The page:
Sterling is just 10 years old. He has a dream – to find a cure to Dementia.
When he was just 3 years old his Grandmother was admitted into a nursing home and since then he has always wanted to find a cure. Now he can – with your help.
Sterling is an Ambassador for The Common Good, and wants to inspire every-day people to power medical discoveries that can make the world better.
Sterling has a dream and he epitomises the issue that dementia affects everyone - even someone so young.
There is no cure for dementia. It can happen to anyone. Right now, there are more than 44 million sufferers worldwide, and that number is expected to treble by 2050. The impact this will have on individuals, their families and our health system will be devastating.
The search for a solution is underway, and a team at The Prince Charles Hospital is right at the forefront, working to identify the biological process that sets dementia in motion well before memory loss occurs.
The dementia research project now known as “Sterling’s Dream” is being led by Dr Eamonn Eeles, Geriatrician & Dementia Researcher and his team: “Alzheimer’s disease (AD) is the most common form of dementia, accounting for up to 70% of all dementias. The program is inviting 50 patients with Alzheimer’s disease and 10 healthy individuals to participate in tests of function, including memory and brain scans.”
"Both Positron Emission Tomography (PET) and Magnetic Resonance Imaging (MRI) brain scans will be used in testing, and from the findings we will better understand if there are differences in the characteristics of healthy brains, compared with those with early stages of Alzheimer’s disease. In particular, these scans will provide new information on how the chemicals in the brain, called cholinergic transmitters, function in both health and Alzheimer’s disease. This is crucial in enabling us to identify which patients may respond better to treatments, and therefore help to target management of Alzheimer’s disease more effectively."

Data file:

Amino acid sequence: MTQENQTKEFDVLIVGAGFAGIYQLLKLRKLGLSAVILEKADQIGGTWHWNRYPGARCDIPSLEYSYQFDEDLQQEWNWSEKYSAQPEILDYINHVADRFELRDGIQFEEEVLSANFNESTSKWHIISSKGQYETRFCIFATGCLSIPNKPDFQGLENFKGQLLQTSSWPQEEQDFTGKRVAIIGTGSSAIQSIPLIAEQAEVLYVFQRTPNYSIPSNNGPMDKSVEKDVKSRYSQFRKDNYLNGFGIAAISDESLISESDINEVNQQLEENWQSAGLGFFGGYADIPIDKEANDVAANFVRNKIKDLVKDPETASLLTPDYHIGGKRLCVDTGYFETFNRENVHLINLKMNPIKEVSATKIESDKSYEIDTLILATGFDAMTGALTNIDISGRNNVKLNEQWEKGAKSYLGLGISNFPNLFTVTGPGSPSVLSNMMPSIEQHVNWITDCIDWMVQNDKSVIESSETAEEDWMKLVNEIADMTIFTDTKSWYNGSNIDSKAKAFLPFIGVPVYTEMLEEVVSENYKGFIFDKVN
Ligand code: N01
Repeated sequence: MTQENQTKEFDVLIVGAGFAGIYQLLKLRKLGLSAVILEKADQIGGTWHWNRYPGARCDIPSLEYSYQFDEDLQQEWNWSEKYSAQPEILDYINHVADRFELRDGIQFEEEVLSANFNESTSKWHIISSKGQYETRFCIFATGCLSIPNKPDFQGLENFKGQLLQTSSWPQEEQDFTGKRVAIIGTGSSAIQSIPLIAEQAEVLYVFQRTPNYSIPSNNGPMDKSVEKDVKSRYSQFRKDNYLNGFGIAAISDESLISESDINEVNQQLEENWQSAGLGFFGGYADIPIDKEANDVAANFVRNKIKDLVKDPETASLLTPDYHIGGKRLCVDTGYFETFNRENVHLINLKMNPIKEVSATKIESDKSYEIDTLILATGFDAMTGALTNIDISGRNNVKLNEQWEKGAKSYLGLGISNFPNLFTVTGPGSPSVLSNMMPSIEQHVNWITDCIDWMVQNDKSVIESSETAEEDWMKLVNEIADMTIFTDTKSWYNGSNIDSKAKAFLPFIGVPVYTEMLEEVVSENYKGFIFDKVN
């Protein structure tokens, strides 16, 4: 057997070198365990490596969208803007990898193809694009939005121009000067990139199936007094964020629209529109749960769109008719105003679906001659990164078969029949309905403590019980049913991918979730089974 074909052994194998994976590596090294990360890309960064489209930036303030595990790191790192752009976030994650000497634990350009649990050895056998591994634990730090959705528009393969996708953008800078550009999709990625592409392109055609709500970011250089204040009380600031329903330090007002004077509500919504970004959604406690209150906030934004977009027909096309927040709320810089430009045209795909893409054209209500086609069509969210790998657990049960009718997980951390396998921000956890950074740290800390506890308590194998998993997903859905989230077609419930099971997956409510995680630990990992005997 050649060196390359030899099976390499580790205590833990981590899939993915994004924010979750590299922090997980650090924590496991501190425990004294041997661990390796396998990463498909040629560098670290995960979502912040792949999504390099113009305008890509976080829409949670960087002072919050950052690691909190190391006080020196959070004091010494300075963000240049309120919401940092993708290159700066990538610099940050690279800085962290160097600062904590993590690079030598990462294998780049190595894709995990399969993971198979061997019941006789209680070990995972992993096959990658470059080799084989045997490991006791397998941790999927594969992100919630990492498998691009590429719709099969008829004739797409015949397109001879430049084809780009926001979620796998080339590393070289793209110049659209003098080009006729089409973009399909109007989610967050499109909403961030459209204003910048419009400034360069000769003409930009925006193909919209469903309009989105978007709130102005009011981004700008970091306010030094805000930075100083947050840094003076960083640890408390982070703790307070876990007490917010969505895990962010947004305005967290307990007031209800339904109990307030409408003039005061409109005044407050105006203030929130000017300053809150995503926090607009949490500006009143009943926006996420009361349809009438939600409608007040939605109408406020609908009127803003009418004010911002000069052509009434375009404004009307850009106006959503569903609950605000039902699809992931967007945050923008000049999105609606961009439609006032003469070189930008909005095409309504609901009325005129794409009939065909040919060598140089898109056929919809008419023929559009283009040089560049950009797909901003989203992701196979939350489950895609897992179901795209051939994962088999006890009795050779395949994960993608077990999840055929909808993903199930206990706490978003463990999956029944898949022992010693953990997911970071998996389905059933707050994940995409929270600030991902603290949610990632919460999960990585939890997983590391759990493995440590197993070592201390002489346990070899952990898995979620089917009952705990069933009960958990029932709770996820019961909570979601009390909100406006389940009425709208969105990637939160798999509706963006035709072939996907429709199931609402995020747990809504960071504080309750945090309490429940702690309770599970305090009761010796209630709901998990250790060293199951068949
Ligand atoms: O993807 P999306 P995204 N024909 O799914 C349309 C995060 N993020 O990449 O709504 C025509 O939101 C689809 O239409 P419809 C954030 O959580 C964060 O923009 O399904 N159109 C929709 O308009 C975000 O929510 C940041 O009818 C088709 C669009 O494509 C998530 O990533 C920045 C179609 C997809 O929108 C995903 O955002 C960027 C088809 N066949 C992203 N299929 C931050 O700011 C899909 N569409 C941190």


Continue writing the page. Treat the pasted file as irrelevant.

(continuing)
"All participants will be scanned using state of the art brain imaging technology at the newly-established Herston Imaging Research Facility (HIRF) located at the Royal Brisbane and Women’s Hospital (RBWH). By using this innovative scanner, and a radioactive tracer, we will be able to directly measure chemical signals in the memory forming part of the brain. This imaging, together with the scans will give us the best look yet into the workings of the brain, and will enable us to better evaluate changes that happen with early onset of Alzheimer’s disease."
"With the prospect of dementia reaching epidemic proportions in the not-too-distant future, a breakthrough from findings from Sterling’s dream will be critical." adds Dr Eamonn Eeles.
Sterling’s Dream needs $1 million over the next 3 years to ensure this important research collaboration is able to be completed, and Sterling Nasa is determined to promote the need for Australians to donate money to make this important research a reality.
Sterling epitomises the impact that dementia has. While the disease affects older people its impact over many years has a huge impact on their loved ones – including the grandchildren. It is referred to as the long goodbye and to see someone you care for disappearing before your eyes is heart wrenching. Sterling’s Dream has the potential to catch the disease early. It has affected a young boy – and he is doing something about it. Help us turn helpless into hopeful.
Thanks to $2 million in funding through The Common Good, The Prince Charles Hospital will be the first in Queensland to offer this technology to public patients.